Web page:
When a church embarks on a new sermon series, pastors often involve the congregation by pairing the sermon text with thoughtful, relevant worship music. When Christ the King Presbyterian Church in Raleigh, N.C., ventured into the Psalms of Ascents last fall, it not only taught from the pulpit, but also brought in scholars, engaged songwriters and artists, developed a devotional journal, involved community groups, and even produced an audio recording of Bible teacher Steve Brown reading each psalm.

This 15-week pilgrimage through the Psalms of Ascents, which began in the fall of 2009 and concluded this Easter, was the result of a $10,000 grant from the Calvin Institute for Christian Worship in Grand Rapids, Mich. The Calvin Institute for Christian Worship provides annual grants of $5,000 to $15,000, made possible through the support of Lilly Endowment, Inc., to a vast ecumenical section of the North American church. The Institute’s aim with these grants is to “stimulate thoughtful and energetic work for worship that exhibits renewed creativity, theological integrity, and relevance.”

The idea to apply for the Calvin grant originated with Christ the King’s worship and community life director, Bruce Benedict, who has long been interested in the Psalms, particularly the Psalms of Ascents. While getting his MDiv from Reformed Theological Seminary in Orlando, Fla., Benedict began asking himself, “How does Scripture inform our worship?” It is a question that has stuck with him, and eventually prompted him to seek the Calvin grant: “Our curiosity has been to see if we can capture the imagination of a modern congregation with an ancient set of texts, focused on the idea of spiritual pilgrimage.”

Benedict met with Christ the King’s pastor, Elliot Grudem, and together they explored ways the church could more fully engage in the poetry of the psalms. “The book of Psalms is intimidating. Where do we start?” Benedict asked. He then answered his own question. “We start with the Psalms of Ascents.”

The Psalms of Ascents are a compact collection of short poems ranging from Psalm 120 through Psalm 134 and include several well-known passages, such as Psalm 121:1, “I lift my eyes up to the hills—where does my help come from?” Traditionally, these were songs the Israelites sang while on pilgrimage to a sacred feast, such as Passover.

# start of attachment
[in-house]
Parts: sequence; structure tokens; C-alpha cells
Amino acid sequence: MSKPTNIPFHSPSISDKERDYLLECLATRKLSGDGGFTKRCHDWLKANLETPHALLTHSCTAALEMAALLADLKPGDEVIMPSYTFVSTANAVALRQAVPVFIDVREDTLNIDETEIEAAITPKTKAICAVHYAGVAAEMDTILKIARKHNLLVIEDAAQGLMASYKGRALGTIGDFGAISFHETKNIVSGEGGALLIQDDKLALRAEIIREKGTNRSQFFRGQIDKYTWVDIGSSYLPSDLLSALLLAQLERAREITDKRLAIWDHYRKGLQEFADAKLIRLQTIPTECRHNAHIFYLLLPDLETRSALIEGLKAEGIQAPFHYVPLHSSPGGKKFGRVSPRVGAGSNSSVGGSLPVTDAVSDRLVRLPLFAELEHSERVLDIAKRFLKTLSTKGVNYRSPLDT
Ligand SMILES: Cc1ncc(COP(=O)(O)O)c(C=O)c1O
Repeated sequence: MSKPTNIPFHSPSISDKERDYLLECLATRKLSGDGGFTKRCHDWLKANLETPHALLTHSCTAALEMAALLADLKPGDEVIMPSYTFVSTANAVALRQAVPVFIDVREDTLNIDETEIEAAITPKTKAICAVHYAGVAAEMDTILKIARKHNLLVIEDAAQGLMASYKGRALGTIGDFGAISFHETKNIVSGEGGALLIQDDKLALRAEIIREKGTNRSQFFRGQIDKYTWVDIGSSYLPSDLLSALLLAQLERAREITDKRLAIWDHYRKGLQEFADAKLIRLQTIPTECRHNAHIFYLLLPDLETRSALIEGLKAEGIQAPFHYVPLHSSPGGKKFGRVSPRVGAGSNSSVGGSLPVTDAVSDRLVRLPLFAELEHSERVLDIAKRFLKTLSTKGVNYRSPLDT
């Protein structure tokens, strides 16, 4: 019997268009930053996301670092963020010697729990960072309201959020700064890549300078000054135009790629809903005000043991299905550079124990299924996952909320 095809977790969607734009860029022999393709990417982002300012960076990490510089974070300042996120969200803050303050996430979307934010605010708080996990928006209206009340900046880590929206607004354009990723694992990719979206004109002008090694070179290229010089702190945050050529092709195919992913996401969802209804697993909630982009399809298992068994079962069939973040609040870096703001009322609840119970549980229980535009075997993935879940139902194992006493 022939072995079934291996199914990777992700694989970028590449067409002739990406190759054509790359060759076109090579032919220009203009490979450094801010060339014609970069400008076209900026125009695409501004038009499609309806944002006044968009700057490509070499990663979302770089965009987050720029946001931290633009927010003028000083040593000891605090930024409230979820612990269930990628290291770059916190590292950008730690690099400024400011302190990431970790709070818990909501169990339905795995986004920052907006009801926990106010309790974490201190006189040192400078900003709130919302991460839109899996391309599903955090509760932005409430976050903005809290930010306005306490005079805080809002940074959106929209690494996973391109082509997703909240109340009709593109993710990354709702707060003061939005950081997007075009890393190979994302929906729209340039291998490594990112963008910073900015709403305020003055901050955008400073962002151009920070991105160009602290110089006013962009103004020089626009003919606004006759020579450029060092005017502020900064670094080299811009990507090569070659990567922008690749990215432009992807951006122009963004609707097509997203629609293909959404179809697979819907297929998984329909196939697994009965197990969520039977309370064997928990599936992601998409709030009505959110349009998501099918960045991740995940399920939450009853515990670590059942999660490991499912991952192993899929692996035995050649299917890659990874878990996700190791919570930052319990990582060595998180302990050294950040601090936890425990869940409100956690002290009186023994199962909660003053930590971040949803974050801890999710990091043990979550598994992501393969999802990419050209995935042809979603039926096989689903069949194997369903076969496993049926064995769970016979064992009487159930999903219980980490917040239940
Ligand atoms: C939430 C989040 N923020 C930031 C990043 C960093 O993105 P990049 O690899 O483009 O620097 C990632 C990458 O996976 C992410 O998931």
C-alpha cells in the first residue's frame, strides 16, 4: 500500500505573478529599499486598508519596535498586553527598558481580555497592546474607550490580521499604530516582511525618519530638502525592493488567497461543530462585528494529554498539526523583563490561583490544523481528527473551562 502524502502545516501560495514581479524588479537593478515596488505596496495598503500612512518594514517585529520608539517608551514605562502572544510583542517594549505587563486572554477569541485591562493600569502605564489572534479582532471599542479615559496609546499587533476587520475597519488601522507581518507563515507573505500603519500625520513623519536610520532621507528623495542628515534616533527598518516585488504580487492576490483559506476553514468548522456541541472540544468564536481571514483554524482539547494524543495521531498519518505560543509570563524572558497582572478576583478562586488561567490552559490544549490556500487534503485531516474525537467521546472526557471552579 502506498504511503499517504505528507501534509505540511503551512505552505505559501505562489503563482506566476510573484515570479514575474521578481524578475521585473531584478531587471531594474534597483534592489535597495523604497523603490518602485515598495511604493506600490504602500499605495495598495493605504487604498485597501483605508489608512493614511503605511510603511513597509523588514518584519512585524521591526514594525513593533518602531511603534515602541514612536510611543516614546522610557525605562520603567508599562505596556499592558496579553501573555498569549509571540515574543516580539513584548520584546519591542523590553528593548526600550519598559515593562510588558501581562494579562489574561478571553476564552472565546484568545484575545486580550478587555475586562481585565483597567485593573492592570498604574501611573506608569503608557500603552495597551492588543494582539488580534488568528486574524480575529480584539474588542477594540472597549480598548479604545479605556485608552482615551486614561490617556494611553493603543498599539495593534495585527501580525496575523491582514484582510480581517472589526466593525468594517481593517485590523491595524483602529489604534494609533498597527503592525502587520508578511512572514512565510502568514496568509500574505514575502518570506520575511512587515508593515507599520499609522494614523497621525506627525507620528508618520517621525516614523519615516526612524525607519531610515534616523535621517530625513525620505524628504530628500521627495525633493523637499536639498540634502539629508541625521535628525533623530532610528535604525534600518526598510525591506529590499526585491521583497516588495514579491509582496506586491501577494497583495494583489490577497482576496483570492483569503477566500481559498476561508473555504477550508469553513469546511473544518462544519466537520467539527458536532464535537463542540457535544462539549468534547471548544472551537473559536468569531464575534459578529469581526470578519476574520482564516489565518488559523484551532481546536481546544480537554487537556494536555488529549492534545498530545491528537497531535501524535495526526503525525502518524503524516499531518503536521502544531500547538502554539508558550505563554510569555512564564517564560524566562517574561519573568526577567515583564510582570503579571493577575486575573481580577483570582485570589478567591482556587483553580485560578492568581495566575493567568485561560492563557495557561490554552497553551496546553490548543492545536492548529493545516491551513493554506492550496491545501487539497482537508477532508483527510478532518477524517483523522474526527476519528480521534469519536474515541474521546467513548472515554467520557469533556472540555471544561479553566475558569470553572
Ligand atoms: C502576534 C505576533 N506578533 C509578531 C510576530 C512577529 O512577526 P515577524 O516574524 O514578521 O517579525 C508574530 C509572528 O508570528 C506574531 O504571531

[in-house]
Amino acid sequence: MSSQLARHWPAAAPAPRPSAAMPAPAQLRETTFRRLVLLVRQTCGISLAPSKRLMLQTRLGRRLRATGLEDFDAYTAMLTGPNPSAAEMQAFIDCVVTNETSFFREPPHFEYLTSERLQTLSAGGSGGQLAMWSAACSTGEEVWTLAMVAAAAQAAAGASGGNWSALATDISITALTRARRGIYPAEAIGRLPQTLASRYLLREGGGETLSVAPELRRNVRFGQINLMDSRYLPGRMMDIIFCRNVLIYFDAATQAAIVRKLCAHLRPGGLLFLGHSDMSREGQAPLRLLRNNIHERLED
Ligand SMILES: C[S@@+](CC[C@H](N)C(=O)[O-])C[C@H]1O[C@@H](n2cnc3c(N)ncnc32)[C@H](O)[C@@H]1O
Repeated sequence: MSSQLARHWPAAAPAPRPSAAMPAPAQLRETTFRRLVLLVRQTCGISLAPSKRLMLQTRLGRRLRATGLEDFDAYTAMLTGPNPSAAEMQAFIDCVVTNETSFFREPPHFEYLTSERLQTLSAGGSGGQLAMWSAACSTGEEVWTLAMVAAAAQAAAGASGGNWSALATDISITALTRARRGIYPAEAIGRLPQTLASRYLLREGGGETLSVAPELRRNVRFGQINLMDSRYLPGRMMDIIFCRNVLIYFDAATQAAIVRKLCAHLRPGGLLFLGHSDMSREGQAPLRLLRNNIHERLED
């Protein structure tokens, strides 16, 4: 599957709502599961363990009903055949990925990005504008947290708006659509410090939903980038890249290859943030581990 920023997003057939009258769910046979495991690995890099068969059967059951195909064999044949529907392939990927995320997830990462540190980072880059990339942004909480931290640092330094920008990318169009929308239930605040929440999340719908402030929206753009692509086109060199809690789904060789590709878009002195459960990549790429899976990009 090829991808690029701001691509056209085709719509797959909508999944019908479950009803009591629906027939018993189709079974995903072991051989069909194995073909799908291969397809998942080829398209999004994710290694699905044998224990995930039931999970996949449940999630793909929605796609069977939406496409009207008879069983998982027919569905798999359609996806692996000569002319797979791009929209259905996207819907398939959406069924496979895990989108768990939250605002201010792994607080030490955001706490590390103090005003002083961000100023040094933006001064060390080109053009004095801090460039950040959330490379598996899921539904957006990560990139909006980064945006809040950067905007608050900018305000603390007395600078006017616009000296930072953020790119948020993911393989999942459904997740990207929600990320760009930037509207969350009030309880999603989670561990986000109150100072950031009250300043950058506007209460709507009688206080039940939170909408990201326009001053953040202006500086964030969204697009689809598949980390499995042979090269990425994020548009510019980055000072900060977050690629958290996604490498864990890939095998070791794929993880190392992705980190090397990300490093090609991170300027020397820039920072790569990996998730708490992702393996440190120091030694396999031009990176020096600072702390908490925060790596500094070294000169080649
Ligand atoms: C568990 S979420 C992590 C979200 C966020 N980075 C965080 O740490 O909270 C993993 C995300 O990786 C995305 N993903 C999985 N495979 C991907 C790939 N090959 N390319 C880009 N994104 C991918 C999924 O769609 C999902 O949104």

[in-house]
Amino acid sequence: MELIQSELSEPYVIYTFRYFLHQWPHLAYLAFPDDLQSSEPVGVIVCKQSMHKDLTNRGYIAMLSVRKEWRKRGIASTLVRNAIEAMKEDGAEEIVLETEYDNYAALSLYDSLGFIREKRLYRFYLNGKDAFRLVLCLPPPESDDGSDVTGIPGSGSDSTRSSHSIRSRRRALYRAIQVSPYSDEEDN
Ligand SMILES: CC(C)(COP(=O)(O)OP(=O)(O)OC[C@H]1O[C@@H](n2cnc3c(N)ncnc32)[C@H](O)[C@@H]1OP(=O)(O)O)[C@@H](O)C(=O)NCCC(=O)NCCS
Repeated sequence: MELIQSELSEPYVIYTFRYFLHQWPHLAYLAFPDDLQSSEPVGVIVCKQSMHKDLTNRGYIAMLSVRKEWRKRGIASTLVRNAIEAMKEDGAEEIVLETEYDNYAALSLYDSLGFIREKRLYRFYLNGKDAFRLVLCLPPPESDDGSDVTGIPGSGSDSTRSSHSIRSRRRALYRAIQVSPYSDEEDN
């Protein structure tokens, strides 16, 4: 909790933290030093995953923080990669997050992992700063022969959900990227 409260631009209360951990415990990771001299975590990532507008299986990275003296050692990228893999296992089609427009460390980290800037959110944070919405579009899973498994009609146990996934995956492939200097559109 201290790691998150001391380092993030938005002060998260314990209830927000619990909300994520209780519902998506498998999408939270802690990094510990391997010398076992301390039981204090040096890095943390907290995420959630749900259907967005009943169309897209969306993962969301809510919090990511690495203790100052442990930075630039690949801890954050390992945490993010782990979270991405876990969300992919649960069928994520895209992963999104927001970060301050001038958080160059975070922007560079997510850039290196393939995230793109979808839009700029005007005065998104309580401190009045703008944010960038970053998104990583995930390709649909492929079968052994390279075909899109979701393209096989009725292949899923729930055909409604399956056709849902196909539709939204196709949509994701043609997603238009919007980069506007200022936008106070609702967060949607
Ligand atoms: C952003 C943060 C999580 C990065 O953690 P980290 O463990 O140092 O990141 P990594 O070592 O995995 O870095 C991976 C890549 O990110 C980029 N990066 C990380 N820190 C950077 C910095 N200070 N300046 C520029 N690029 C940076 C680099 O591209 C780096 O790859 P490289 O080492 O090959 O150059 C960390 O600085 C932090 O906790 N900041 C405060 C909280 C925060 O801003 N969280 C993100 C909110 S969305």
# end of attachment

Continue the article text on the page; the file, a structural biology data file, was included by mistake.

Each week, the church focused on one of the 15 Psalms of Ascents, utilizing everything from sermons and songs, to community group study and personal meditation. To help members personalize their worship experience, the church developed a “Sojournal,” a combination devotional guide and journal that led the congregation through each psalm week by week. The journal allowed space for sermon notes as well as personal and community group reflections. The church also developed a children’s version of the journal to help families participate in the journey together.

The church asked artist Aaron Collier, an art professor from Tulane University and friend of Grudem’s, to complete a series of paintings based on the Psalms of Ascents, providing the audience with another medium to help facilitate their worship. Each painting represents a specific psalm. Other visual artists contributed pieces as well. “Images can be a source of guidance and a way to further engage with the psalms,” Benedict said.

Additionally, the Calvin grant enabled the church to invite 15 musicians to compose music for use in worship. “Psalms are rarely used much in worship anymore,” Benedict said, a fact he laments. “Original music helps the congregation see the Scripture in a new way.”

The congregation also had audio of the text at their disposal with the click of a mouse. Bible teacher Steve Brown contributed to the endeavor by lending his deep, rich voice to an audio recording of each of the 15 psalms. The congregation could access the recordings at any time by visiting the church’s website.

Benedict admits that Christ the King’s approach to this season of worship was unique in that it was an experience of total immersion in a body of Scripture. “People didn’t just hear a sermon and walk away and forget, because they got the message in so many forms.” Benedict said. “It really helped unify the congregation.”

For more information on Christ the King’s journey through the Psalms of Ascents, visit www.ctkraleigh.org.